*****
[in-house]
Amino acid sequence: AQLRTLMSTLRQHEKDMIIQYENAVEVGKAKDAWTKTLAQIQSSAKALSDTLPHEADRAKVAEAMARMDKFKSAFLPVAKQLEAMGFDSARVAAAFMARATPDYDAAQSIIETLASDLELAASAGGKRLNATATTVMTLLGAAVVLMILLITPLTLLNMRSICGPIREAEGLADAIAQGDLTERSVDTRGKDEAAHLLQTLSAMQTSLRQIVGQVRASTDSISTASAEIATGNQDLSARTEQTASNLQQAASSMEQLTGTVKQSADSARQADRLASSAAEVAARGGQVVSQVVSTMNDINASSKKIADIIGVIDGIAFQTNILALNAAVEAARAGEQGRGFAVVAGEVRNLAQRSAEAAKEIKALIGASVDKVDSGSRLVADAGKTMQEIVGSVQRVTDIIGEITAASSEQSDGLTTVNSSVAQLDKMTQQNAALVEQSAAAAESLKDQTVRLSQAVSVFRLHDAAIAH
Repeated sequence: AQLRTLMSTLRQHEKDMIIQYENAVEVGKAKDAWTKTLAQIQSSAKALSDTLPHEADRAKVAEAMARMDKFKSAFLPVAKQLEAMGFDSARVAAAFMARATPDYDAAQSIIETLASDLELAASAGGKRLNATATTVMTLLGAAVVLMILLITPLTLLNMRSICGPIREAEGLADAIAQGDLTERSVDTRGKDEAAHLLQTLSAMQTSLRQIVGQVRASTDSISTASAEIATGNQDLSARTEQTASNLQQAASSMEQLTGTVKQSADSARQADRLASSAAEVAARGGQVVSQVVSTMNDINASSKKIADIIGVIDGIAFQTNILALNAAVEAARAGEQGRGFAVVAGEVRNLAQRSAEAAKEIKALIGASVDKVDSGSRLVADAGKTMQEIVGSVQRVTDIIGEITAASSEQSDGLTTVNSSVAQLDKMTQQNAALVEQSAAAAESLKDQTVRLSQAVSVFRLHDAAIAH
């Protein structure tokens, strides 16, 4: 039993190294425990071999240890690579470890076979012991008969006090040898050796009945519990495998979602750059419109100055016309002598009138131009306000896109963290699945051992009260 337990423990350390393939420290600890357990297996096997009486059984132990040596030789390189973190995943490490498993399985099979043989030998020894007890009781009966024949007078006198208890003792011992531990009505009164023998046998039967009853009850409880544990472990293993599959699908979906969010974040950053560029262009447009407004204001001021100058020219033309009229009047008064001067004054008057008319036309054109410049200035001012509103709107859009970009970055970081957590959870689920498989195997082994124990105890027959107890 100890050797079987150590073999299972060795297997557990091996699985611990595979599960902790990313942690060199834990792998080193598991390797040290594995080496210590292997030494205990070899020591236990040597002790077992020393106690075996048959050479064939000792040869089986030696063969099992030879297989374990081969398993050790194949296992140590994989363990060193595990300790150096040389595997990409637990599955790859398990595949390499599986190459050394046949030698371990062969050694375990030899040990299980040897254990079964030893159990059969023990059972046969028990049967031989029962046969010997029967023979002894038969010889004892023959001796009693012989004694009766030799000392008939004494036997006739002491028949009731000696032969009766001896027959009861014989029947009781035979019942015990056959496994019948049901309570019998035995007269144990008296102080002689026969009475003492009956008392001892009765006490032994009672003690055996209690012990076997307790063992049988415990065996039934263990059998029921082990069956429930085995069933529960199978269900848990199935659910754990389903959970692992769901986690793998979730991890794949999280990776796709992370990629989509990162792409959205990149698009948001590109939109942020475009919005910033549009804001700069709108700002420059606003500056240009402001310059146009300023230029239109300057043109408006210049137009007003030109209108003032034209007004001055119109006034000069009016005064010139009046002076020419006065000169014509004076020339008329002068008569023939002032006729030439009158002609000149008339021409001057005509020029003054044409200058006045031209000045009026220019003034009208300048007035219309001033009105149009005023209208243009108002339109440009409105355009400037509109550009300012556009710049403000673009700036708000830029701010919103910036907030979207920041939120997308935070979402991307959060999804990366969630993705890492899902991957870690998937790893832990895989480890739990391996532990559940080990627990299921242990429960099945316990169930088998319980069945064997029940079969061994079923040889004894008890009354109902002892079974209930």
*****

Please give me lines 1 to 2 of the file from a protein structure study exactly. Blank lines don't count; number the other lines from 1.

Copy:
[in-house]
Amino acid sequence: AQLRTLMSTLRQHEKDMIIQYENAVEVGKAKDAWTKTLAQIQSSAKALSDTLPHEADRAKVAEAMARMDKFKSAFLPVAKQLEAMGFDSARVAAAFMARATPDYDAAQSIIETLASDLELAASAGGKRLNATATTVMTLLGAAVVLMILLITPLTLLNMRSICGPIREAEGLADAIAQGDLTERSVDTRGKDEAAHLLQTLSAMQTSLRQIVGQVRASTDSISTASAEIATGNQDLSARTEQTASNLQQAASSMEQLTGTVKQSADSARQADRLASSAAEVAARGGQVVSQVVSTMNDINASSKKIADIIGVIDGIAFQTNILALNAAVEAARAGEQGRGFAVVAGEVRNLAQRSAEAAKEIKALIGASVDKVDSGSRLVADAGKTMQEIVGSVQRVTDIIGEITAASSEQSDGLTTVNSSVAQLDKMTQQNAALVEQSAAAAESLKDQTVRLSQAVSVFRLHDAAIAH